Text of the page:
“He was getting ready to go up for his medical and he wasn’t getting ahead of himself. He wasn’t going on about the first team — more the under-23s and how good it would be to play for them. And he never mentioned money to me once. It wasn’t in his head. Those days when I gave him and his brother a tenner, they were happy with that.”
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Re: Darko Gyabi-DEAL DONE

Post by Carrick Dave »

Cjay wrote: Mon Jul 04, 2022 10:02 pm At Athelney Primary School in south-east London...
Excellent, informative and very encouraging read Cjay, thanks.
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Re: Darko Gyabi-RUMOUR

Post by andrewjohnsmith »

danhirons wrote: Mon Jun 27, 2022 11:14 am I don't think we will properly be able to judge Orta on his youth research until a few years from now - Gelhardt, Greenwood, Meslier, was Struijk one of his?!, summerville too? - all seem good buys, I'm sure there have been some stinkers noone has heard about - but I like the youth approach as long as it's not too much at the expense of funding the senior team which is desperately needed atm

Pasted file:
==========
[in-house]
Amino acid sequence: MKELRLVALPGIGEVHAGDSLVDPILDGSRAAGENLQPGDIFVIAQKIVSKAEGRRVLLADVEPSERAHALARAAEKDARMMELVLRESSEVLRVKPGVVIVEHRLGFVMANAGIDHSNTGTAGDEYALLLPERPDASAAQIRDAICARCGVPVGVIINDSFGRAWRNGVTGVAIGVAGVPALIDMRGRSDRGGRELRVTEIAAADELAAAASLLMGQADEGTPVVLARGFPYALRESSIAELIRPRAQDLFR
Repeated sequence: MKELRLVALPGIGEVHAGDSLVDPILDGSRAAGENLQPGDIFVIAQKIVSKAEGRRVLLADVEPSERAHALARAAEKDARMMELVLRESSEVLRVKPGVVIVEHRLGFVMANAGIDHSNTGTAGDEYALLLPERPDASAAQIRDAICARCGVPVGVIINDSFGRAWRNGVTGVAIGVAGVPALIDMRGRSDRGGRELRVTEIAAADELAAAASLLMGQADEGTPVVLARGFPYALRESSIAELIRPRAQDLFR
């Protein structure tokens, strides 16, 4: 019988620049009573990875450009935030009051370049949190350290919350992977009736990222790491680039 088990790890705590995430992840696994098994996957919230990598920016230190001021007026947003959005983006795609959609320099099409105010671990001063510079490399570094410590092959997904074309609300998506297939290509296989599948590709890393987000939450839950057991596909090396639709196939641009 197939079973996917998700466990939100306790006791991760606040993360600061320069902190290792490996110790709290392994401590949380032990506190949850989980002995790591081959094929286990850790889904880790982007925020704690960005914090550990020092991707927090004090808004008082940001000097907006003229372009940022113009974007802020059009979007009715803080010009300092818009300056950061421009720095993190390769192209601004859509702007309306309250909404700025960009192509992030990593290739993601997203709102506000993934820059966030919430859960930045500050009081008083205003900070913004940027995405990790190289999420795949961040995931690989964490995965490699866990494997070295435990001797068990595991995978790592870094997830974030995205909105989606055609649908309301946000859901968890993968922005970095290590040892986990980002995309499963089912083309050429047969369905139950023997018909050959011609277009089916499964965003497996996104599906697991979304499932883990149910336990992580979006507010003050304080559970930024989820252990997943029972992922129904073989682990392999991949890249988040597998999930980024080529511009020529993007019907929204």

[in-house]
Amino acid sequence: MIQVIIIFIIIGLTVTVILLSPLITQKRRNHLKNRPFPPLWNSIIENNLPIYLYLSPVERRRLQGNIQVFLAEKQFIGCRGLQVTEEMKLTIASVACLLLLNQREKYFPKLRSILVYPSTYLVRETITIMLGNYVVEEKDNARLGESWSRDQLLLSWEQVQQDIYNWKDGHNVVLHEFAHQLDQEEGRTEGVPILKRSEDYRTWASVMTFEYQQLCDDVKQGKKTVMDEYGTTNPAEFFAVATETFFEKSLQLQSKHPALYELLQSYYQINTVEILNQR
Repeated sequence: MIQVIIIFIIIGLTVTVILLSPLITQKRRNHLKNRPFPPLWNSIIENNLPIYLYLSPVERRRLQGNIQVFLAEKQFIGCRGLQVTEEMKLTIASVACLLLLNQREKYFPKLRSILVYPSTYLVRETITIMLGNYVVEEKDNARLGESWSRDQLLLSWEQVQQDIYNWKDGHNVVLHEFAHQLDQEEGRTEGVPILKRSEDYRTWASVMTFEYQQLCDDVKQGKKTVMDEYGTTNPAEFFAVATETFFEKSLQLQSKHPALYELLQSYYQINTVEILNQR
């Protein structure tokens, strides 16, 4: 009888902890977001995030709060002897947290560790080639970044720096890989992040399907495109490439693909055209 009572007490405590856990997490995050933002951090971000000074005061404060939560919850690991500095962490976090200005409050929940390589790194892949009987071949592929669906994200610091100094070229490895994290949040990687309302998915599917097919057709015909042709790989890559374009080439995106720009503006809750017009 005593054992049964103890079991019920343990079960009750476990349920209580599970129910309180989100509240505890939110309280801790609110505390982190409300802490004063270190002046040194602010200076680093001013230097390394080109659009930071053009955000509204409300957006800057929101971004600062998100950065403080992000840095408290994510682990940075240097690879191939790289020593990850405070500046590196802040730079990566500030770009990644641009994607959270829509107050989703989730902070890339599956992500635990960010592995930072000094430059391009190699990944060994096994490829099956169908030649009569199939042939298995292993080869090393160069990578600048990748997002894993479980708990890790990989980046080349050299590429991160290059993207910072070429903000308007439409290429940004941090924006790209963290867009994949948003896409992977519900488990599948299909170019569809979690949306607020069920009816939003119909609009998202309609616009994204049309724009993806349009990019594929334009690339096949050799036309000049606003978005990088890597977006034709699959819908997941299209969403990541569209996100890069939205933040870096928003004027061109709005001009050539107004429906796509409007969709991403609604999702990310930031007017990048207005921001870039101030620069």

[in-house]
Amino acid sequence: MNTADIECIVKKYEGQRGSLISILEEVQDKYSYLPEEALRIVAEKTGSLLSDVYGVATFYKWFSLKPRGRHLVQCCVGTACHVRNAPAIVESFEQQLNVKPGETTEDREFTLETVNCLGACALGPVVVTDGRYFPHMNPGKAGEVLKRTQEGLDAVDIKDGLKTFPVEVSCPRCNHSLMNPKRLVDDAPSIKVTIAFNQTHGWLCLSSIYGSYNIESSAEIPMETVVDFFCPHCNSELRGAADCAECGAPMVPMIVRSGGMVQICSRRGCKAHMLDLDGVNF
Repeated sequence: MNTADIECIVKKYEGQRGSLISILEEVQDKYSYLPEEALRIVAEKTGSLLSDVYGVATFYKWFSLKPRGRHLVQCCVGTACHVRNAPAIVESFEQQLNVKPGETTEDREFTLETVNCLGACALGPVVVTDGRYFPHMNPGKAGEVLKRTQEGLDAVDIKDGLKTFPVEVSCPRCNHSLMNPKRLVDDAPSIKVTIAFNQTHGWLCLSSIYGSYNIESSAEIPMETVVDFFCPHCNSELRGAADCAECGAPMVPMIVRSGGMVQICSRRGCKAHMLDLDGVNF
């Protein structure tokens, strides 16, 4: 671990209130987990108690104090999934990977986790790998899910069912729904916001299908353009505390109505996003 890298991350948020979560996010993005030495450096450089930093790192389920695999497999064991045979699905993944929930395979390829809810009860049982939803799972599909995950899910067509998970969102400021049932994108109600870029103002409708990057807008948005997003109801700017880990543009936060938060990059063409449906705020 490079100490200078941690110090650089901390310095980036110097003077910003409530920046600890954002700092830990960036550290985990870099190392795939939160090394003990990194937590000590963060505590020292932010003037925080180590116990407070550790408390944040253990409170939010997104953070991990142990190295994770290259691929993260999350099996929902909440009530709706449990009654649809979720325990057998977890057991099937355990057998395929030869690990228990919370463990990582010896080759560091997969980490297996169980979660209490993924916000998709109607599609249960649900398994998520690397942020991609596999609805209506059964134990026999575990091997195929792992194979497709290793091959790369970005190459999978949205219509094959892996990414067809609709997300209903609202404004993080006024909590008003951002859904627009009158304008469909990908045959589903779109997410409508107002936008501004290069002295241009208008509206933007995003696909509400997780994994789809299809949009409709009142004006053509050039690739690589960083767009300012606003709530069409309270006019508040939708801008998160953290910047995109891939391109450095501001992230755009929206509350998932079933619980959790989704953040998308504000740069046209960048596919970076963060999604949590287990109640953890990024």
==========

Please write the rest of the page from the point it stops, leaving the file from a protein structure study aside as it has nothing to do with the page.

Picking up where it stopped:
Agree with this. If you total up the net worth of those players now, it shows that we make a good profit by investing in under 23's. Meslier was a similar fee (although he'd played quite a bit of first team football) and we could get 5 to 10 times what we paid for him. Similar story with Gelhardt and Strujik.

Youth is the way forward for us. We can't compete with the big clubs. Signing older players is a waste of money. So keep signing these kind of youngsters and it will put us in a strong financial position. Phillips has earned us three signings (for free). The profit of Raphinha will earn us 2 or 3 more signings.

So, yes, I'm in favor of this Gyabi signing. I expect us to continue his development and that we'll make a nice profit on him in future years